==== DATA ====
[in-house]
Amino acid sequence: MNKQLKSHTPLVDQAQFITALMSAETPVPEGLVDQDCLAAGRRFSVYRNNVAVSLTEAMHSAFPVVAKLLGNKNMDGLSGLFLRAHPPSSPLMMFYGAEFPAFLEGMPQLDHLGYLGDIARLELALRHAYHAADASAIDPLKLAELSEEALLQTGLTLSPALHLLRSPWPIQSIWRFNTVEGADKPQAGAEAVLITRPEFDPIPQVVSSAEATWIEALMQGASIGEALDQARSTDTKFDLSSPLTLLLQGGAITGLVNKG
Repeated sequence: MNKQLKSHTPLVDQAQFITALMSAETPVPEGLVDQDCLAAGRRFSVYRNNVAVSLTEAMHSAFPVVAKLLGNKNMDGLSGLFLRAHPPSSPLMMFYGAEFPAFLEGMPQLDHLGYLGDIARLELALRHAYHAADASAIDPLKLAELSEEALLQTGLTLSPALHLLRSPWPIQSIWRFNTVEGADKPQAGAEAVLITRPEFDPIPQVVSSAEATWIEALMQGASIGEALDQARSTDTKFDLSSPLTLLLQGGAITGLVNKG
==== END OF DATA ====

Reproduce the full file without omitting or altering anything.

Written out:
[in-house]
Amino acid sequence: MNKQLKSHTPLVDQAQFITALMSAETPVPEGLVDQDCLAAGRRFSVYRNNVAVSLTEAMHSAFPVVAKLLGNKNMDGLSGLFLRAHPPSSPLMMFYGAEFPAFLEGMPQLDHLGYLGDIARLELALRHAYHAADASAIDPLKLAELSEEALLQTGLTLSPALHLLRSPWPIQSIWRFNTVEGADKPQAGAEAVLITRPEFDPIPQVVSSAEATWIEALMQGASIGEALDQARSTDTKFDLSSPLTLLLQGGAITGLVNKG
Repeated sequence: MNKQLKSHTPLVDQAQFITALMSAETPVPEGLVDQDCLAAGRRFSVYRNNVAVSLTEAMHSAFPVVAKLLGNKNMDGLSGLFLRAHPPSSPLMMFYGAEFPAFLEGMPQLDHLGYLGDIARLELALRHAYHAADASAIDPLKLAELSEEALLQTGLTLSPALHLLRSPWPIQSIWRFNTVEGADKPQAGAEAVLITRPEFDPIPQVVSSAEATWIEALMQGASIGEALDQARSTDTKFDLSSPLTLLLQGGAITGLVNKG